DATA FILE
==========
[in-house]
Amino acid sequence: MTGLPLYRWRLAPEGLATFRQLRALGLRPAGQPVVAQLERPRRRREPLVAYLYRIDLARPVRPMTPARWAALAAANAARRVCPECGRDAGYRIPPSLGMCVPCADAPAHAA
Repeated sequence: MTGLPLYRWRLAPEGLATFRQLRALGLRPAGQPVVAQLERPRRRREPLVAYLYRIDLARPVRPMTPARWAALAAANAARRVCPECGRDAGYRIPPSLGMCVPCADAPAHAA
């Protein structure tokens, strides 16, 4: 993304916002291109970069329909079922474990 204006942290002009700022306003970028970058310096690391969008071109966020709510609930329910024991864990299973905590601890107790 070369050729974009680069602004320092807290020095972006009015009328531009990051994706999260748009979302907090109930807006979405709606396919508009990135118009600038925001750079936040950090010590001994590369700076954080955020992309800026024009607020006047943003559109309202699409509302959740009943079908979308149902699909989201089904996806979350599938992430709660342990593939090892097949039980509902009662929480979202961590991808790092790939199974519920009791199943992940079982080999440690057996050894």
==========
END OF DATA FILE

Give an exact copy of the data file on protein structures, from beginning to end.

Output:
[in-house]
Amino acid sequence: MTGLPLYRWRLAPEGLATFRQLRALGLRPAGQPVVAQLERPRRRREPLVAYLYRIDLARPVRPMTPARWAALAAANAARRVCPECGRDAGYRIPPSLGMCVPCADAPAHAA
Repeated sequence: MTGLPLYRWRLAPEGLATFRQLRALGLRPAGQPVVAQLERPRRRREPLVAYLYRIDLARPVRPMTPARWAALAAANAARRVCPECGRDAGYRIPPSLGMCVPCADAPAHAA
């Protein structure tokens, strides 16, 4: 993304916002291109970069329909079922474990 204006942290002009700022306003970028970058310096690391969008071109966020709510609930329910024991864990299973905590601890107790 070369050729974009680069602004320092807290020095972006009015009328531009990051994706999260748009979302907090109930807006979405709606396919508009990135118009600038925001750079936040950090010590001994590369700076954080955020992309800026024009607020006047943003559109309202699409509302959740009943079908979308149902699909989201089904996806979350599938992430709660342990593939090892097949039980509902009662929480979202961590991808790092790939199974519920009791199943992940079982080999440690057996050894």